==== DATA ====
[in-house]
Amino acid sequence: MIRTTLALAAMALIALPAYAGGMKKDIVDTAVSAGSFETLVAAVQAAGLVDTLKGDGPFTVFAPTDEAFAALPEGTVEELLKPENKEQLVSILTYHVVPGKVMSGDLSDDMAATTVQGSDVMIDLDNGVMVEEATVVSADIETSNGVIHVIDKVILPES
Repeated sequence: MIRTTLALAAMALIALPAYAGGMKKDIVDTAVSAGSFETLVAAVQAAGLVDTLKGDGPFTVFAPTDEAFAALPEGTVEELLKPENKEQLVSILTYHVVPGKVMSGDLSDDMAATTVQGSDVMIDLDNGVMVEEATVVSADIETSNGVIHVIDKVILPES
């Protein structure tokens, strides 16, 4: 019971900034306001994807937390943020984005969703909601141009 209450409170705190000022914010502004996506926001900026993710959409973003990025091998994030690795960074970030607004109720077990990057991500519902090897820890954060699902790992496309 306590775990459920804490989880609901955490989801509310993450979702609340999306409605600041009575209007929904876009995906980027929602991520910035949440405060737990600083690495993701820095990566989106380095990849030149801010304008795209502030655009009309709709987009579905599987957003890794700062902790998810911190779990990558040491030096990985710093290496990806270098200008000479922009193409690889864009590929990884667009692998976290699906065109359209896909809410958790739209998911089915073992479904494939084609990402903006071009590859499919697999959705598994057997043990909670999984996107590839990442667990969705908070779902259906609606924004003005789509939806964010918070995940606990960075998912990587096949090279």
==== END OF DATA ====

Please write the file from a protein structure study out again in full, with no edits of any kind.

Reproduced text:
[in-house]
Amino acid sequence: MIRTTLALAAMALIALPAYAGGMKKDIVDTAVSAGSFETLVAAVQAAGLVDTLKGDGPFTVFAPTDEAFAALPEGTVEELLKPENKEQLVSILTYHVVPGKVMSGDLSDDMAATTVQGSDVMIDLDNGVMVEEATVVSADIETSNGVIHVIDKVILPES
Repeated sequence: MIRTTLALAAMALIALPAYAGGMKKDIVDTAVSAGSFETLVAAVQAAGLVDTLKGDGPFTVFAPTDEAFAALPEGTVEELLKPENKEQLVSILTYHVVPGKVMSGDLSDDMAATTVQGSDVMIDLDNGVMVEEATVVSADIETSNGVIHVIDKVILPES
């Protein structure tokens, strides 16, 4: 019971900034306001994807937390943020984005969703909601141009 209450409170705190000022914010502004996506926001900026993710959409973003990025091998994030690795960074970030607004109720077990990057991500519902090897820890954060699902790992496309 306590775990459920804490989880609901955490989801509310993450979702609340999306409605600041009575209007929904876009995906980027929602991520910035949440405060737990600083690495993701820095990566989106380095990849030149801010304008795209502030655009009309709709987009579905599987957003890794700062902790998810911190779990990558040491030096990985710093290496990806270098200008000479922009193409690889864009590929990884667009692998976290699906065109359209896909809410958790739209998911089915073992479904494939084609990402903006071009590859499919697999959705598994057997043990909670999984996107590839990442667990969705908070779902259906609606924004003005789509939806964010918070995940606990960075998912990587096949090279």